I haven’t yet figured out how to synthesize Rob Walker’s column about the drug-store chain Walgreens starting to sell fruits and vegetables in neighborhoods neglected by traditional grocers and produce sellers and my somewhat mind-blowing experience at the brand-new Duane Reade (a NYC drug-store chain) in the hipster haven of Williamsburg, Brooklyn. Neighborhood activists have encouraged a boycott (on Facebook at least) of this particular Duane Reade location because it apparently represents the wrong sort of gentrification and is uncooling the area with its non-mom-and-pop-ness. It sits across from another local pharmacy that has served the neighborhood since before it was colonized by 20-somethings and is therefore acceptably authentic.
To counter the bad vibes, Duane Reade apparently did some market research and concluded the way to win over locals was to hide the pharmacy in a remote corner and stock the store with a beer counter where one can have growlers filled; a huge walk-in beverage cooler that features, as it says above the entrance, “retro brands”; haute niche brands in both the food and makeup departments—Ronnybrook Farms, Skyr Icelandic yogurt, Demeter fragrances (including Paperback, Dirt and Riding Crop)—in the immense and gleaming K-mart-size basement-retail floor with luxuriously wide aisles. We can’t give you mom-and-pop authenticity, the store seemed to be saying, but we can collect more of your lifestyle accouterments in one store than you ever dreamed was possible. People were audibly cooing and gasping in delighted surprise as they wandered around and saw just how much Duane Reade was willing to pander to them.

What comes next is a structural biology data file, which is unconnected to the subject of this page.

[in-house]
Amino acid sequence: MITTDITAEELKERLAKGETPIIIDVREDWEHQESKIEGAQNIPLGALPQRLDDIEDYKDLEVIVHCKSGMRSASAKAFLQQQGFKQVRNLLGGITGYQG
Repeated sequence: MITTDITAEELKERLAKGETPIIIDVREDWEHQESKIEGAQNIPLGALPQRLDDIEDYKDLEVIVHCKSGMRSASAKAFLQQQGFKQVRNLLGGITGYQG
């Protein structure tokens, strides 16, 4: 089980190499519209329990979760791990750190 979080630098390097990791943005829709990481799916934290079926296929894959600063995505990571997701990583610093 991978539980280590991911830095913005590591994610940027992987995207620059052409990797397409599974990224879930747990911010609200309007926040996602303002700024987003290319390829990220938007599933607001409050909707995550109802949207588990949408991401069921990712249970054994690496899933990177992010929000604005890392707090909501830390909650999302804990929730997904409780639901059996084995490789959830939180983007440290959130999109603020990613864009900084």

It’s at this point that I want to draw some righteous parallel between poor neighborhoods and crypto-bohemian ones, between the food desert on the one hand and the desert of the real on the other. Whereas the Williamsburgers apparently want to see their warped integrity reflected in their neighborhood retailers, the people in food deserts see only society’s general intention to ignore them until they disappear. The oversaturation of symbols and the esoteric plane on which the lifestyle war is being fought in the one neighborhood reflects the dearth of social resources in the other, the misplaced energies of a social order seeking profit opportunities and thus reinforcing hyperindividualism among the privileged.
We all know how critical it is to keep independent voices alive and strong on the Internet. Please consider a donation to support our work as independent cultural critics and historians. Your donation will help PopMatters stay viable through these changing and challenging times where costs have risen and advertising has dropped precipitously. We need your help to keep PopMatters strong and growing. Thank you.